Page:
Starting a few years prior to that apparently now distant January 1, in the Zapatista communities the so-called “reserve battalions” were formed.

The mission that was given to them was the most important one in the gigantic operation that carried thousands into combat: to survive.

For months they were given instruction. Thousands of boys, girls, women, men and elders trained to protect themselves from bullets and bombs; to gather and retreat in orderly fashion in case the army attacked or bombarded the towns; to place and locate deposits of food, water and medicine that would allow them to survive in the mountains for a long time.

“Do not die” was the only order that they were to follow.

The order that those of us who went to combat had was: “Don’t give up, don’t sell out, don’t give in.”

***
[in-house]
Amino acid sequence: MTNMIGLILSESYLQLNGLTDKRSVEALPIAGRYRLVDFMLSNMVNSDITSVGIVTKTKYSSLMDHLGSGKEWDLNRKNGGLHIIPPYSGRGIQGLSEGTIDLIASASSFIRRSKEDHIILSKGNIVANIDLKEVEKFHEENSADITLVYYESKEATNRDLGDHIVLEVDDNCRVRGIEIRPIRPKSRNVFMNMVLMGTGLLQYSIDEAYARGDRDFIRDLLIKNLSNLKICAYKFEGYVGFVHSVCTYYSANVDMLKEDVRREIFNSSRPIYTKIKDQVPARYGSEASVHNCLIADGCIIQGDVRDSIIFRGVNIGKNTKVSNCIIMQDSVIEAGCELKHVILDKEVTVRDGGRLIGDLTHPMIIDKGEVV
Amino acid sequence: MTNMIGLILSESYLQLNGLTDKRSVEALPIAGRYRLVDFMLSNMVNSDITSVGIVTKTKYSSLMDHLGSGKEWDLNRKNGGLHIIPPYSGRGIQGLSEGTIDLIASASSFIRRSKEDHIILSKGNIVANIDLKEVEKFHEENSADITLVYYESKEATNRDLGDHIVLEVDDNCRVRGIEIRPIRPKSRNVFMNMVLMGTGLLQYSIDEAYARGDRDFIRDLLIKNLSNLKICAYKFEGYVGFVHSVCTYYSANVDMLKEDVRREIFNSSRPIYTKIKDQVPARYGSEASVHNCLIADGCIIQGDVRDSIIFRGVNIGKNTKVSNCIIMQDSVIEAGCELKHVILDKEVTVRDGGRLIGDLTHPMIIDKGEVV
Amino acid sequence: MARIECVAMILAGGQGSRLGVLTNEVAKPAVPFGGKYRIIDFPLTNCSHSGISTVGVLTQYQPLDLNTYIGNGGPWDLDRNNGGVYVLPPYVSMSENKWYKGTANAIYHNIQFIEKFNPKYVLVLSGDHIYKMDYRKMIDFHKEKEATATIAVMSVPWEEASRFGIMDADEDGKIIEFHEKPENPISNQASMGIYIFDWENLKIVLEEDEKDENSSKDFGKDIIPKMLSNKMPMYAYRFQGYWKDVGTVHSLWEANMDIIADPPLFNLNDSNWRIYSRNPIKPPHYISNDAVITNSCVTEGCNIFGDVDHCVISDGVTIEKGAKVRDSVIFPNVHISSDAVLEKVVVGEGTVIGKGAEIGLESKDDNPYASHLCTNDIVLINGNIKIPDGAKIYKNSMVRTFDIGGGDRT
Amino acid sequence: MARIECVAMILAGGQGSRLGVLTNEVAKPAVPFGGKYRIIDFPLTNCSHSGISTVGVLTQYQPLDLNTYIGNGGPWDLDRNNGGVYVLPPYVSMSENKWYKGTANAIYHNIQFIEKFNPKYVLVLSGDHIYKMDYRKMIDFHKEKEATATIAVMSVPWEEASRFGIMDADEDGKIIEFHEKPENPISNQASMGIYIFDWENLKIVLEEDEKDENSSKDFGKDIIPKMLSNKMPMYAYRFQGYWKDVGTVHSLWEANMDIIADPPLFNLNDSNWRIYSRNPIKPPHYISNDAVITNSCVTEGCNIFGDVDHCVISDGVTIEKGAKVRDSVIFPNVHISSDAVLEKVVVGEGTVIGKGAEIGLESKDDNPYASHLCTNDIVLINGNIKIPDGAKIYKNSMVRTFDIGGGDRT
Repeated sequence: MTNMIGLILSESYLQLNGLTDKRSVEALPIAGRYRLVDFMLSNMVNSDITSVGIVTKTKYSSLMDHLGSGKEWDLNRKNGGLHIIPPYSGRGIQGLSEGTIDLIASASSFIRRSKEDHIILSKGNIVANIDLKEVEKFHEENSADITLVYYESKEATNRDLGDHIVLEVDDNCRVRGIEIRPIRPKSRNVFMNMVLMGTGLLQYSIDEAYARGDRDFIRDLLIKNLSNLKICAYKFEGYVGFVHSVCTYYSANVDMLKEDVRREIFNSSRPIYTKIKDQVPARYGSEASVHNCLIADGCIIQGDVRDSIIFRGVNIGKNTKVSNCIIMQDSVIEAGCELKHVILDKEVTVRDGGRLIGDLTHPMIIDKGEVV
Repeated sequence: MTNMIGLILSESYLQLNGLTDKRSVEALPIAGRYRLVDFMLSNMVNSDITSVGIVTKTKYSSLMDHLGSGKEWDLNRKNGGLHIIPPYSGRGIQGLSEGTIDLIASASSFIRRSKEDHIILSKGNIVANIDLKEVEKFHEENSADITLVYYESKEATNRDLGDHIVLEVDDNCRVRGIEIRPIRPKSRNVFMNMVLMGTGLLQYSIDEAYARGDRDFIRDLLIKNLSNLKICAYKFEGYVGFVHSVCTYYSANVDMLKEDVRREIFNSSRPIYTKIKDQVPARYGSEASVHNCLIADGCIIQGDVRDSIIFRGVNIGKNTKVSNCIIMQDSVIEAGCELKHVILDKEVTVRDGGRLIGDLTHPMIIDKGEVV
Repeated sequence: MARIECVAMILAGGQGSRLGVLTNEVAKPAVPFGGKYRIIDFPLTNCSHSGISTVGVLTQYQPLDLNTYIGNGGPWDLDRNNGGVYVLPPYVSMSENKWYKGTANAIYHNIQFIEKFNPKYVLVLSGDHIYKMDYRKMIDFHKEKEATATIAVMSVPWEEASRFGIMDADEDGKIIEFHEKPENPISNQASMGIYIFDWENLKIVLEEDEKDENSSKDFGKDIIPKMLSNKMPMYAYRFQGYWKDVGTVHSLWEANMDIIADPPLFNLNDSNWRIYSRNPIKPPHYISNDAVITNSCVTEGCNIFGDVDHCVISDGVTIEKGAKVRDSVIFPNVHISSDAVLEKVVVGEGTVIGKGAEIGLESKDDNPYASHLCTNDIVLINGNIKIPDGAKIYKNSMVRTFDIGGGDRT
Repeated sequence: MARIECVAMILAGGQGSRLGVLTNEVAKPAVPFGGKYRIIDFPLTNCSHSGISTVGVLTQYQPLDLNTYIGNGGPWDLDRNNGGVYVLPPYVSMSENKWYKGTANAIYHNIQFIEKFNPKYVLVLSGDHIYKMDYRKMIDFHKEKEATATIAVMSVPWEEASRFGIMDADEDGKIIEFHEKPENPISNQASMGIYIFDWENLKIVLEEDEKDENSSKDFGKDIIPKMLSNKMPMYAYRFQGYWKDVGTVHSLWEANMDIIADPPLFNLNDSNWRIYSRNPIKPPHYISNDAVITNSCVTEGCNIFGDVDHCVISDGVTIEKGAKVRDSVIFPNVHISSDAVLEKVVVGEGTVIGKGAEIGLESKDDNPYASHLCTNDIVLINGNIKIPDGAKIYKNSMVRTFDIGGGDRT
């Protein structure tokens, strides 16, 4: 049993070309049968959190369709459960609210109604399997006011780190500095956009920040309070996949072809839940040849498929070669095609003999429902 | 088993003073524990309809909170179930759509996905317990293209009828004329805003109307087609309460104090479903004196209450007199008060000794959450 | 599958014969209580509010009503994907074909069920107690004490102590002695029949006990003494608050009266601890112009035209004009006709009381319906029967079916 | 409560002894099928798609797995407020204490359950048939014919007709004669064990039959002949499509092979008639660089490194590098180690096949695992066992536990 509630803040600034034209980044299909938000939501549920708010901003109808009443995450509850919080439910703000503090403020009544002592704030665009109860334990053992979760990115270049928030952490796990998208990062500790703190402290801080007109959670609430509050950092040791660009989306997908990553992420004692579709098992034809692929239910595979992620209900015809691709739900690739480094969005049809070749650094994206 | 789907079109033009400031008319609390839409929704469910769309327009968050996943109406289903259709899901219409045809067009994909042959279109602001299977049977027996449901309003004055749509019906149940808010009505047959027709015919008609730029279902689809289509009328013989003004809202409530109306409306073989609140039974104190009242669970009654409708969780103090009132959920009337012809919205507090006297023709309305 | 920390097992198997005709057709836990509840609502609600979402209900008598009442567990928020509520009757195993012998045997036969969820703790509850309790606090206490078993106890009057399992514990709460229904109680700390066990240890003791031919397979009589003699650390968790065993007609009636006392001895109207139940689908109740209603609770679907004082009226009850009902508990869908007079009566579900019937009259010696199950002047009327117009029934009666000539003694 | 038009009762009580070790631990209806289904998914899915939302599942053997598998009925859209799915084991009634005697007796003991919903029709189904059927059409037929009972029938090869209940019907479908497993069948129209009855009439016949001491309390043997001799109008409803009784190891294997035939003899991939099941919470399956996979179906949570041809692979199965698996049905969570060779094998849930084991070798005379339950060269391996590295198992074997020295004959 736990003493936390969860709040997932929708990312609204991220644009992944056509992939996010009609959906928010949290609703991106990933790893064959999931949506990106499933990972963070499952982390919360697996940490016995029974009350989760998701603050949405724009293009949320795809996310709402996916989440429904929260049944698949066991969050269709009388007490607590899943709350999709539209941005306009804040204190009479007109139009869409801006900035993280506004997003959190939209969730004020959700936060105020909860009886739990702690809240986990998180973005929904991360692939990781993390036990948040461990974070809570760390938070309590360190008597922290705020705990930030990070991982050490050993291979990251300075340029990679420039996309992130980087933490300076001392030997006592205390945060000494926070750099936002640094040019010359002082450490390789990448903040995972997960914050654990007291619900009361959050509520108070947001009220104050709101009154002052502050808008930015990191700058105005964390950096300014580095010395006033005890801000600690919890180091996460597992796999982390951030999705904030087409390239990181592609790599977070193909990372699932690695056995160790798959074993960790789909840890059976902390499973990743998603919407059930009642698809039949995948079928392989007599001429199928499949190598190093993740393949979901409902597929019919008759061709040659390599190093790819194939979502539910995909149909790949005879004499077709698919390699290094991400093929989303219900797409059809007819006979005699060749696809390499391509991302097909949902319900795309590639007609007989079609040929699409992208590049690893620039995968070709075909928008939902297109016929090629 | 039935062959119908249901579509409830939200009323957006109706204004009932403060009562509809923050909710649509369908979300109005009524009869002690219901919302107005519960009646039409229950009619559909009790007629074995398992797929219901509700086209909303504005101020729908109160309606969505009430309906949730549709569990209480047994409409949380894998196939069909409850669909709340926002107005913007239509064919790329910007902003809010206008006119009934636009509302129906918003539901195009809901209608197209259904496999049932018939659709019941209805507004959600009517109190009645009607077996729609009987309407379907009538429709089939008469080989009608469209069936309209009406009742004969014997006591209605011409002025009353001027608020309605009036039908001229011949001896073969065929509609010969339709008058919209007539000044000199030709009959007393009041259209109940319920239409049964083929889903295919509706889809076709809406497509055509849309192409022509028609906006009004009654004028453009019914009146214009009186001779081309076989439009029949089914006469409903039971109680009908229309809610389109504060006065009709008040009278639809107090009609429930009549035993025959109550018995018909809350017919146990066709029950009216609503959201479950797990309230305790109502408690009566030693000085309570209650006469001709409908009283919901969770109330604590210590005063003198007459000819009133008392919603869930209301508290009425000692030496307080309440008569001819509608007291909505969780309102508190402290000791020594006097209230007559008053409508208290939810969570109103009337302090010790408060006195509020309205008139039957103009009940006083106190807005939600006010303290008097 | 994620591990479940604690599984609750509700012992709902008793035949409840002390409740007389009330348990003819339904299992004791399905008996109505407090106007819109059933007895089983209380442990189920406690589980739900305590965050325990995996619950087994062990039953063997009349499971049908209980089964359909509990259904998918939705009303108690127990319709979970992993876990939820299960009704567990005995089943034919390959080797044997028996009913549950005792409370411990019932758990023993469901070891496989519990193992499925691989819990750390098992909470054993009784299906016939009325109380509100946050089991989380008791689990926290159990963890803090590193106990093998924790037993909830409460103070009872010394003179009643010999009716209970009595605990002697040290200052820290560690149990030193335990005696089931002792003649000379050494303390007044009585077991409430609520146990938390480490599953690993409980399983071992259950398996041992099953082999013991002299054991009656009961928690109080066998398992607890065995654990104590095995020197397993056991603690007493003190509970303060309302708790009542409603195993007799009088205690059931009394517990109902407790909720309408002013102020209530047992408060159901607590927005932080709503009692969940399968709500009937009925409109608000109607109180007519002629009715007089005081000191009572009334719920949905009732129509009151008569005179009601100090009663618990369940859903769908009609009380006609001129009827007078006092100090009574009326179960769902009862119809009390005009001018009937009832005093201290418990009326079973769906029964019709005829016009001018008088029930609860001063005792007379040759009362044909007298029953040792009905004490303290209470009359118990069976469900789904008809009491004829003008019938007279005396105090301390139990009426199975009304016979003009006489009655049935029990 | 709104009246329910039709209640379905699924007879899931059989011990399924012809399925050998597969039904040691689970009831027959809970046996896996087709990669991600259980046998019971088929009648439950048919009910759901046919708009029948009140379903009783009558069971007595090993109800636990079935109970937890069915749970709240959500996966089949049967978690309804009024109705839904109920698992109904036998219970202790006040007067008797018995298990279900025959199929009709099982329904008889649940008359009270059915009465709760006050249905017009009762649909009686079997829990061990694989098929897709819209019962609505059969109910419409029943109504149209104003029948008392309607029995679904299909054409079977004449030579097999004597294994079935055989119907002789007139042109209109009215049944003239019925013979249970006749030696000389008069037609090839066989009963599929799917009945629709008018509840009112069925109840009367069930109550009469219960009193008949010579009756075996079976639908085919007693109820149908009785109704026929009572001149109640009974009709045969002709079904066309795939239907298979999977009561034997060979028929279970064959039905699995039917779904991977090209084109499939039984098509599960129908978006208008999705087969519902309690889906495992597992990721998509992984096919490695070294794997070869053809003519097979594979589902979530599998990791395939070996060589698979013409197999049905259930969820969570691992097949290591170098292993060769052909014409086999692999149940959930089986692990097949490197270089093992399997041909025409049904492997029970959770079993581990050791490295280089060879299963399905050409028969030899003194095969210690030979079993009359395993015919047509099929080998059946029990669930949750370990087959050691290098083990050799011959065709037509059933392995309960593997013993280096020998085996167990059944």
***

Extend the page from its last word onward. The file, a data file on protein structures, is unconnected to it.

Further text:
When we came back to the mountains and we met back up with our communities, we fused the two orders and made them into one alone: “Struggle to build our freedom.”

And we agreed to do so with everyone [todas, todos, todoas].

And we agreed that, if it wasn’t possible to do so in this world, then we would make another world, a bigger one, a better one, one where all the possible worlds fit, the ones that already exist and the ones we still haven’t imagined but that can already be found in the arts and sciences.

Thank you very much.

From CIDECI-Unitierra.

SupGaleano.

Mexico, December 2016.

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From the Notebook of the Cat-Dog.

“What’s Lacking”

I was in my hut, reviewing and analyzing some videos of plays by Maradona and Messi.

Like a premonition, a ball bounced inside. “Defensa Zapatista” arrived behind it, entering without giving notice or asking permission. Behind the girl came the notorious Cat-Dog.